The speculation on the removal of the Developer Interest-Bearing Scheme (DIBS) could accelerate property transactions in the near-term, temporarily driving the demand for mortgage loans.
“People may be quick to take advantage while the scheme is still in force and buy properties, which may then cause a spike of sorts in loan demand in the period just before the scheme is removed,” Alliance Research banking analyst Cheah King Yoong said.
Any removal of the DIBS by Bank Negara is expected to only impact the industry loan growth beginning next year rather than this year, Cheah added in a note to clients.
It is unclear when the removal of the scheme will take place but industry observers are expecting it to be very soon.
As for property firms, Cheah said he expected them to “adapt” to the curb on DIBS by offering “other incentives” to ensure that demand for property does not drop.
These could come in the form of rebates to property buyers, said another analyst who concurred with Cheah’s views.
The DIBS in recent times has become an easy financing package offered by property developers in joint-promotion activities with banks.
Under the scheme, buyers need not fork out much initial payments to buy properties, as the developer supposedly absorbs the initial interest. The buyer only starts paying the instalments after his property is ready.
A high number of buyers buy into this scheme with the intention of flipping the property when they gain possession of it, making a profit without having to fork out much of their own money for it.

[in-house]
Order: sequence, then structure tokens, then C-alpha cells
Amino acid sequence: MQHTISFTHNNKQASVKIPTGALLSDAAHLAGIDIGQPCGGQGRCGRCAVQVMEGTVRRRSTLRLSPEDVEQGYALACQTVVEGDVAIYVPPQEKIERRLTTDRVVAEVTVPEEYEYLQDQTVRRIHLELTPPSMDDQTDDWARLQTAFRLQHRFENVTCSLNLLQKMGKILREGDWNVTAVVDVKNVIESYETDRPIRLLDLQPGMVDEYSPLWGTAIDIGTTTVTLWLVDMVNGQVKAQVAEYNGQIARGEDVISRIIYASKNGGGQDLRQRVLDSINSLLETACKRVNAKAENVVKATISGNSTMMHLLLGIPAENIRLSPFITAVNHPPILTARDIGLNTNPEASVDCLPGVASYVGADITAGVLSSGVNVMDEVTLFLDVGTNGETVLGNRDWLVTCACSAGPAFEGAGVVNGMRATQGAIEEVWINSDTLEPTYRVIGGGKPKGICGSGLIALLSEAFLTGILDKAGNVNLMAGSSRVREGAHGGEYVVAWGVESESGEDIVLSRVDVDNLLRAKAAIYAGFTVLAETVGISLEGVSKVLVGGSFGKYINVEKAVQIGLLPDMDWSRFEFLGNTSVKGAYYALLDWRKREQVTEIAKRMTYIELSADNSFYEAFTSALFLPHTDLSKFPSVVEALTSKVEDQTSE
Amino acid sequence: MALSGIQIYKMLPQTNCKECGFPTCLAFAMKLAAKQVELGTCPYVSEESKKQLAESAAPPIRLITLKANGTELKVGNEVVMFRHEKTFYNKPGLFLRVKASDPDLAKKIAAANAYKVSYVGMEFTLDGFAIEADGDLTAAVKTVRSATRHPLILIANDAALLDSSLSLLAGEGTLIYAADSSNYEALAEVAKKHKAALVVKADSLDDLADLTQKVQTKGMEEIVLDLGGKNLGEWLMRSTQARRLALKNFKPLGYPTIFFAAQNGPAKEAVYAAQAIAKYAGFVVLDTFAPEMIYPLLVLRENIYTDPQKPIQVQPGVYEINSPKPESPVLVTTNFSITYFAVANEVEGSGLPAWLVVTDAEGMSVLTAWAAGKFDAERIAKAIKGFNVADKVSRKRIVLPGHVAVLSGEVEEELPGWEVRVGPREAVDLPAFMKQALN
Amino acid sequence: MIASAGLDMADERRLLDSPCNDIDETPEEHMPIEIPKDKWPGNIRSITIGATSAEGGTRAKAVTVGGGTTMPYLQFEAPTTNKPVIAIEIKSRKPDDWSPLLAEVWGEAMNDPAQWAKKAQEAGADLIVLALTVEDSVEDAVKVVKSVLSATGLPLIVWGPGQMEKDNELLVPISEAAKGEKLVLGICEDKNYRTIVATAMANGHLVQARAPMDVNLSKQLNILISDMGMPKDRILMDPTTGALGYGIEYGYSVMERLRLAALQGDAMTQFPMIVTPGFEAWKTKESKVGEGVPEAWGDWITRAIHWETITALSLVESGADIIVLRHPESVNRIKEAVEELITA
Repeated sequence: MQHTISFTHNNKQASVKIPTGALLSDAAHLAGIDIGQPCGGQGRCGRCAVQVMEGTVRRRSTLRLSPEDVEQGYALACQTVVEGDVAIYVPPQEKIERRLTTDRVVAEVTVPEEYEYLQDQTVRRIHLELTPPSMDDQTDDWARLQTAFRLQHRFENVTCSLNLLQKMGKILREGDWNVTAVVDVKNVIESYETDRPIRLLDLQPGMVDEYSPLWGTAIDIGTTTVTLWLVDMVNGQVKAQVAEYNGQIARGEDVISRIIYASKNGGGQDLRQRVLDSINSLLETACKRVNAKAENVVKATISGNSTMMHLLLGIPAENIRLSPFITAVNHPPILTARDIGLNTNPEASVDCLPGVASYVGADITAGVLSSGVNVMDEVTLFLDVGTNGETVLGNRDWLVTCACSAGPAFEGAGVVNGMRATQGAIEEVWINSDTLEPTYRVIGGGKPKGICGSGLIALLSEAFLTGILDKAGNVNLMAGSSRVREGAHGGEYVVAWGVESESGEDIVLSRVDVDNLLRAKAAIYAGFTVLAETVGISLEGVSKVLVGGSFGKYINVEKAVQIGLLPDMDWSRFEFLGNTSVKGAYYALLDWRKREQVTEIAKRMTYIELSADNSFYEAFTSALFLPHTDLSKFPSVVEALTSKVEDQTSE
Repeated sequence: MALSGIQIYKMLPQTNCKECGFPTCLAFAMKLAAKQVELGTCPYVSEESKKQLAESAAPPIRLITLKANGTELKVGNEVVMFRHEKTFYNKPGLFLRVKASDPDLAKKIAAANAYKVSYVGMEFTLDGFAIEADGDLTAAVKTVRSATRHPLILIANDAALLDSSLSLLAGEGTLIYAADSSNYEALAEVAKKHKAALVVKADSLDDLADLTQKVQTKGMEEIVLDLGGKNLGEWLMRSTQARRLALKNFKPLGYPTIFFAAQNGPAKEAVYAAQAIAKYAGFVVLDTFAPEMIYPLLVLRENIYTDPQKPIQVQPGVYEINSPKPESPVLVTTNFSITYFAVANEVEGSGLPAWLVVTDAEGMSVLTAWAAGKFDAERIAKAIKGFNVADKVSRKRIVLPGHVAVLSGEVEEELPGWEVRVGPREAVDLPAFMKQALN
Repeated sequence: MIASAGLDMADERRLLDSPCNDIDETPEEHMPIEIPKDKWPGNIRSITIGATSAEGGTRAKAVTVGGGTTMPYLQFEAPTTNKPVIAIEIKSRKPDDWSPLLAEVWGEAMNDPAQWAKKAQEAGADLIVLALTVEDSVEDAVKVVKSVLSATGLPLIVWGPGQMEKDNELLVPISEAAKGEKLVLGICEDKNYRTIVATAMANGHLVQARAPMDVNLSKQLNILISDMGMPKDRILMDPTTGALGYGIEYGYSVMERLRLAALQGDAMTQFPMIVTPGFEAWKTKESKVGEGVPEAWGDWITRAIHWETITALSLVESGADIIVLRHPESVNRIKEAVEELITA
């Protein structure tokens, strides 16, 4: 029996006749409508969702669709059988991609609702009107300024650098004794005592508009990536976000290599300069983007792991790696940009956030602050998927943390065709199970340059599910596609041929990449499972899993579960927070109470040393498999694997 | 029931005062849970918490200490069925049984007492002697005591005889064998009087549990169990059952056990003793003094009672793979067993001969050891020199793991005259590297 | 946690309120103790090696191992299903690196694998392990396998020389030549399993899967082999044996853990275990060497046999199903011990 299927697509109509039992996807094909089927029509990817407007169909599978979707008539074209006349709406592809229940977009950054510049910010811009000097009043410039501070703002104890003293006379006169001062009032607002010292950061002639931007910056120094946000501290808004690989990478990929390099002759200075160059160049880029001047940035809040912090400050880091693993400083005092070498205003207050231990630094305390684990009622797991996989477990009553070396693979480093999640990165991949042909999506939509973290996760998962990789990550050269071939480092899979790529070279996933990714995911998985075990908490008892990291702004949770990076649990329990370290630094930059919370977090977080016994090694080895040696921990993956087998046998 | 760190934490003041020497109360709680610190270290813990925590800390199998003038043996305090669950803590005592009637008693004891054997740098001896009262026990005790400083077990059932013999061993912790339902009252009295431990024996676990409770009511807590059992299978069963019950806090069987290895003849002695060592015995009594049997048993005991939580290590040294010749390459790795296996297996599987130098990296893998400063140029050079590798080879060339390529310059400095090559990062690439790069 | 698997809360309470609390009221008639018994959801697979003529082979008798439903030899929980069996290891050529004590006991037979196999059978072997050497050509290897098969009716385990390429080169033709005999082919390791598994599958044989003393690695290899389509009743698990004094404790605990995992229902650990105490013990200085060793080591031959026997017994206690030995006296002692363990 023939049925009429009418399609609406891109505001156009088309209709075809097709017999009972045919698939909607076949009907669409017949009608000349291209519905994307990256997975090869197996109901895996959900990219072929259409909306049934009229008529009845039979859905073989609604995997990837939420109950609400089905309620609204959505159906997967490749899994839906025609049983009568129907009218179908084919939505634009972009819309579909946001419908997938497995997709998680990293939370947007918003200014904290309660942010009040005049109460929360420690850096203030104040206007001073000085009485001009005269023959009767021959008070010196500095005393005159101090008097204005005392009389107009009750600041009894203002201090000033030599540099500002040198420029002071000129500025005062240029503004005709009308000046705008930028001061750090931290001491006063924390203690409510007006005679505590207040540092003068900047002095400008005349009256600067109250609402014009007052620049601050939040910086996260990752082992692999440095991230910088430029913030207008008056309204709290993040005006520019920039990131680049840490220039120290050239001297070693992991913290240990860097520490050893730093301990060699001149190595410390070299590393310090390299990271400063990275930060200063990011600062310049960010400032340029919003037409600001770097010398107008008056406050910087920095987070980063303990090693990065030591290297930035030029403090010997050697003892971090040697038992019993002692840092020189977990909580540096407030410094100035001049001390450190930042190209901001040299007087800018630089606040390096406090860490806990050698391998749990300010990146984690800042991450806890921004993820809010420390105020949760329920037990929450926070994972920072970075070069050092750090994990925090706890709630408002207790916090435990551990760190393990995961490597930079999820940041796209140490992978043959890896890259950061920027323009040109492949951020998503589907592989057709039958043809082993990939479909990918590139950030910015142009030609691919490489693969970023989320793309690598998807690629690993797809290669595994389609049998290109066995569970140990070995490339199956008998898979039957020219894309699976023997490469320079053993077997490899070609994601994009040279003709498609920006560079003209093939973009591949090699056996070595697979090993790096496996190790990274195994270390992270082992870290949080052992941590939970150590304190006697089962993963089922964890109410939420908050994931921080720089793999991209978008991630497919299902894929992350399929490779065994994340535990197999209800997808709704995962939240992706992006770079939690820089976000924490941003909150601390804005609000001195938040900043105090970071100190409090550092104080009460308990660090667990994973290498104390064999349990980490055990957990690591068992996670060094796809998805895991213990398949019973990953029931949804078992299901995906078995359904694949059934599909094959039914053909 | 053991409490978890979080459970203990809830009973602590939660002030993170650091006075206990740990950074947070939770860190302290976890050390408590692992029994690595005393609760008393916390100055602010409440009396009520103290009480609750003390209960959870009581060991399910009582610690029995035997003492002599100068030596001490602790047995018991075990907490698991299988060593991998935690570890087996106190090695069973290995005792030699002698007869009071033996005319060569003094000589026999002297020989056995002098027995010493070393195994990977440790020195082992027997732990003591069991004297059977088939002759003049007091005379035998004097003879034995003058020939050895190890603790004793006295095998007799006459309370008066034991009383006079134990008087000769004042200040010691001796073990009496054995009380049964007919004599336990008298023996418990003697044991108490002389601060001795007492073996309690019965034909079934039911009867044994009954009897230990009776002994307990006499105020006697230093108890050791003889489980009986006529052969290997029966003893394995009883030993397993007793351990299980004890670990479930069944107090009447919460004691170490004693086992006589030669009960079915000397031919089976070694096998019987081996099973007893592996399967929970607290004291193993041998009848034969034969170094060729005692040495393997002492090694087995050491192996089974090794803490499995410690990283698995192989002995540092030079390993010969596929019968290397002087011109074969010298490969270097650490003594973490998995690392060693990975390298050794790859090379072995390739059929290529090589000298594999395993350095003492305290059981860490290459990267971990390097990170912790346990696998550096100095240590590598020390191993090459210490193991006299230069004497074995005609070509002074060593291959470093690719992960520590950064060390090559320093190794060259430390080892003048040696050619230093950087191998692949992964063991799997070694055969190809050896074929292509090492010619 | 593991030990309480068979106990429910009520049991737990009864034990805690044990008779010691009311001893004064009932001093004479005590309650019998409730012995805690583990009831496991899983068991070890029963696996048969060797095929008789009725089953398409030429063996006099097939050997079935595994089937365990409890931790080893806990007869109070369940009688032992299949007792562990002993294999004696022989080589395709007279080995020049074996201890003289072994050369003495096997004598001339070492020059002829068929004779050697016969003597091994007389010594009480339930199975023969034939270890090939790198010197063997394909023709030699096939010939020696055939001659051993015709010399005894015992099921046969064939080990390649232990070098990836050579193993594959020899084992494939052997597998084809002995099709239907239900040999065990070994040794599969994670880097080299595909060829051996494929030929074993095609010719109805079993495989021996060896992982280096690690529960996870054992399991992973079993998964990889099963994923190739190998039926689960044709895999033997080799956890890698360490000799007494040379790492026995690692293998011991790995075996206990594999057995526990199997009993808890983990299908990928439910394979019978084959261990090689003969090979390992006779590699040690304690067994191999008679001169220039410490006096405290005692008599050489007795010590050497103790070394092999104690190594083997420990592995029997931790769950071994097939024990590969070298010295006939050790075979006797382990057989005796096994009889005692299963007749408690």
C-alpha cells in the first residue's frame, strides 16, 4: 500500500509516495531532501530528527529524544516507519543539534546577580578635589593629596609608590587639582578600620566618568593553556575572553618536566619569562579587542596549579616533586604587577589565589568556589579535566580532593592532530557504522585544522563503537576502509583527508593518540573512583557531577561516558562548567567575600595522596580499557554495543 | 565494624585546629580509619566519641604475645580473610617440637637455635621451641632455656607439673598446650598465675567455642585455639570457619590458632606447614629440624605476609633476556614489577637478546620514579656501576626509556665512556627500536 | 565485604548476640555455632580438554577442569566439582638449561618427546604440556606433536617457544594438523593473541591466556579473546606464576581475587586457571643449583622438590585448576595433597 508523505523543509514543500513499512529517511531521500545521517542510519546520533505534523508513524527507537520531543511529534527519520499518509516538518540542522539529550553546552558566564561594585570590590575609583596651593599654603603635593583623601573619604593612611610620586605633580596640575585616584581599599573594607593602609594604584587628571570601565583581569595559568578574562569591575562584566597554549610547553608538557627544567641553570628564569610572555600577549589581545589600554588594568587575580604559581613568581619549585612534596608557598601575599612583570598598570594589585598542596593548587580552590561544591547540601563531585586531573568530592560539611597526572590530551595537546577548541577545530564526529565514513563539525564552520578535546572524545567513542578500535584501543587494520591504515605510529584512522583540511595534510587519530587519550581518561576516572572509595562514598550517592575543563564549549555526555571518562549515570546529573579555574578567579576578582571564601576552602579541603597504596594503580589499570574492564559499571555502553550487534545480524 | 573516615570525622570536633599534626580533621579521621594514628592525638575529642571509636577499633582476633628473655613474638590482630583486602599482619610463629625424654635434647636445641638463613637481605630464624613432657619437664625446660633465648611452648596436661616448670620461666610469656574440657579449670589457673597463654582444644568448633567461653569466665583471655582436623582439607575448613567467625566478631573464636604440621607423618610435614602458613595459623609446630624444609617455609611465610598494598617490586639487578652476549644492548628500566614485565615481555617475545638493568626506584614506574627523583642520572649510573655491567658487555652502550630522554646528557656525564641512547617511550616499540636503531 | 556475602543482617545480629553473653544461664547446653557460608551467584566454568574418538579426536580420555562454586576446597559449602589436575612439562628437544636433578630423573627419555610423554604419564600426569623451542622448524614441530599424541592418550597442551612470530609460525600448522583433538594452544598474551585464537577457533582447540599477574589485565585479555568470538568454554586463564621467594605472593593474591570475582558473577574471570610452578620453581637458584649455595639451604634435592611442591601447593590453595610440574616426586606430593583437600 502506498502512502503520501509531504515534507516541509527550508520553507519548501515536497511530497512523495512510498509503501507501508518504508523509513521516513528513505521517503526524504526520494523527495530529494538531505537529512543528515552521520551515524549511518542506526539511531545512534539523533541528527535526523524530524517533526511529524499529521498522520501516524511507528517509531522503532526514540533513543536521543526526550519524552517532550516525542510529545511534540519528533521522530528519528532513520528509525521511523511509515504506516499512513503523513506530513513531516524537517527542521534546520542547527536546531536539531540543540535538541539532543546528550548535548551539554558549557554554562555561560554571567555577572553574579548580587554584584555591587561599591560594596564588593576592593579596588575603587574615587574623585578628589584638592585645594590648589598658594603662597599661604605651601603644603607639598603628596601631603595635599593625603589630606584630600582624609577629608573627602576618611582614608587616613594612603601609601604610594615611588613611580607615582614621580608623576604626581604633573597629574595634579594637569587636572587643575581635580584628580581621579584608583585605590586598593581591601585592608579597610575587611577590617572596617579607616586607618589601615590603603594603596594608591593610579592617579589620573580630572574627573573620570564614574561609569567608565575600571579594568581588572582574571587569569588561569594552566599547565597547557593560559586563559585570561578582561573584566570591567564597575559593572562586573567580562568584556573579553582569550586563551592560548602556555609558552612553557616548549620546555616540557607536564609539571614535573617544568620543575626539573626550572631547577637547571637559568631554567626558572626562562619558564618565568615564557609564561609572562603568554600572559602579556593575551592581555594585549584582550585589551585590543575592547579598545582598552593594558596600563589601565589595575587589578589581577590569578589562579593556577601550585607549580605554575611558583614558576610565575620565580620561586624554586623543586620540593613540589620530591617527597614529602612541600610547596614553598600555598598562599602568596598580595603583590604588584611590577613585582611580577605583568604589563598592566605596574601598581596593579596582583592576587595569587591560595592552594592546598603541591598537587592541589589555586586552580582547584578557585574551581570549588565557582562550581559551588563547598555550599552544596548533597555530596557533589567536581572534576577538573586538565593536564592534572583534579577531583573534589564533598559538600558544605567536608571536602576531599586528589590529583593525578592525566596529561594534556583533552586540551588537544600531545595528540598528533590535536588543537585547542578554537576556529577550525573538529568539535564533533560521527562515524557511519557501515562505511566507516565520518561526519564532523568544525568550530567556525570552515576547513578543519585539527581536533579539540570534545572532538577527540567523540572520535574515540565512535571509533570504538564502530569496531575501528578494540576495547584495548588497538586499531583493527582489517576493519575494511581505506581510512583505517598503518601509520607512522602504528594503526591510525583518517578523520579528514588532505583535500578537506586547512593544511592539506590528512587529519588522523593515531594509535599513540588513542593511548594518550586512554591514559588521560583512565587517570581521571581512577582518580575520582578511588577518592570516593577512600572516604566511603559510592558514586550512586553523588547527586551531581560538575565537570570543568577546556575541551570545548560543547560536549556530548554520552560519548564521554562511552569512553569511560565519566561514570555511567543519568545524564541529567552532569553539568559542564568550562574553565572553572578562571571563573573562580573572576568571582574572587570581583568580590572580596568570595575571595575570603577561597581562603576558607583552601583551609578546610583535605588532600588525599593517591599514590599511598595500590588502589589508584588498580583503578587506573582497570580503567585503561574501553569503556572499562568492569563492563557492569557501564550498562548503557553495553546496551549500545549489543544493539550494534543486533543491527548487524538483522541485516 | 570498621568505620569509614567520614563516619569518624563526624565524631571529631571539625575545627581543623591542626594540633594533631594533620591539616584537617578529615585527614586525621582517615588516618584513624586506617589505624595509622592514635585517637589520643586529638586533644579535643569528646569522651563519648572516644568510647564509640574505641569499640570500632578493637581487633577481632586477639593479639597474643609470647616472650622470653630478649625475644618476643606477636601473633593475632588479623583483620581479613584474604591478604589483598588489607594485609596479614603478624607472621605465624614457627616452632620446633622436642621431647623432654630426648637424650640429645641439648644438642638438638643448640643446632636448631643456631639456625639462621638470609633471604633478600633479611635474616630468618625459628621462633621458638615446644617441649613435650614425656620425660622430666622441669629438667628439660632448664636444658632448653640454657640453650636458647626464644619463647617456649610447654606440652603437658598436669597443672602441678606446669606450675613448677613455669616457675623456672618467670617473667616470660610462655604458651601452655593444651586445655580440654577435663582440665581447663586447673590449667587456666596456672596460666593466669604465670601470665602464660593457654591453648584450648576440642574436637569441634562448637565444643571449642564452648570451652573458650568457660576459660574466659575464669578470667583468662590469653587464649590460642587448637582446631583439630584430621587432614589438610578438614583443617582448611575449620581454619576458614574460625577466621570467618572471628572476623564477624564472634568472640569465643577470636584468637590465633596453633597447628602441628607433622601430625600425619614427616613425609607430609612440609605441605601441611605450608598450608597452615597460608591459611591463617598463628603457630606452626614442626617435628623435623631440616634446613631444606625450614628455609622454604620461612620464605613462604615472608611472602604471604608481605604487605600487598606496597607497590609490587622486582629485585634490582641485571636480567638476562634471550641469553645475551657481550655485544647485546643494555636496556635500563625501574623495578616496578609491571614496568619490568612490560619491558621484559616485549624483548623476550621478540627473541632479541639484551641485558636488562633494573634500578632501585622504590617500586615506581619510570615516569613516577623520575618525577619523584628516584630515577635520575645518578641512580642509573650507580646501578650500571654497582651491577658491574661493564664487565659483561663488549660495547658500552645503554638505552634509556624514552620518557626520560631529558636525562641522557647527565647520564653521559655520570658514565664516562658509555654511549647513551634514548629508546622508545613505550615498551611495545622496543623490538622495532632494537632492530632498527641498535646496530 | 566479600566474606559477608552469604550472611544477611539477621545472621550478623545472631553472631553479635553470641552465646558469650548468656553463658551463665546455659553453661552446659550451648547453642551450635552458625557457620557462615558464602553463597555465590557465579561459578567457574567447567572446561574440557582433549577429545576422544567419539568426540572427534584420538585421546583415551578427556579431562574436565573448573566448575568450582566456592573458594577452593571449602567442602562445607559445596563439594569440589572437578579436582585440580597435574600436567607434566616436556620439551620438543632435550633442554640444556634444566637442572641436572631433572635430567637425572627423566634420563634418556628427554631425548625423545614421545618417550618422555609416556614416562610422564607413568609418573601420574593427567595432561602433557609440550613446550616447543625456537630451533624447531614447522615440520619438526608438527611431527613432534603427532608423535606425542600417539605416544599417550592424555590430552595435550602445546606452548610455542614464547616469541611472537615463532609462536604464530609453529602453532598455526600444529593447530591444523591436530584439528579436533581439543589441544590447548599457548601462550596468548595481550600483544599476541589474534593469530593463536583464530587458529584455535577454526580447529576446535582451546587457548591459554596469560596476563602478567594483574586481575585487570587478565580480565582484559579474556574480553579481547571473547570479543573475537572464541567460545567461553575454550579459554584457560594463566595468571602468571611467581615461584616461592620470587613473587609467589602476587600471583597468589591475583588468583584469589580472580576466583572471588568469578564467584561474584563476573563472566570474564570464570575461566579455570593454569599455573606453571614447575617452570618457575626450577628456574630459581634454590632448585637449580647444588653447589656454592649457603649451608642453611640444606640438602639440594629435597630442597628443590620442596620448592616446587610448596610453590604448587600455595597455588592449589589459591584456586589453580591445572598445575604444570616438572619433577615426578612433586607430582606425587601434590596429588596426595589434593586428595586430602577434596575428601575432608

In the case of a removal of the DIBS, consumers would then have to absorb the initial costs, including interest payments, even before their properties are ready.
DIBS is mainly offered to buyers of the high-rise residential segment, where property flipping is reportedly the most rampant.
Assuming the DIBS is curbed, Maybank Investment Bank Research estimates that the worst-case scenario would be a marginal 0.7-percentage point shave off its 2014 industry loan growth forecast of 10.5% to 9.8%.
“We believe domestic banks have been more tempered in their exposure to the mortgage segment, and channel checks point to limited exposure at this stage.”
It is maintaining its industry loan and earnings forecasts for the individual banks for now. In his report, Cheah raised his 2013 industry loan growth target to 10.5% from 7% to 9% premised on the expectations that loan growth momentum would pick up in the second half, mainly driven by the accelerated disbursements of Economic Transformation Programme-related loans, even as general election-related risks dissipate.
He has not set any loans growth target for next year.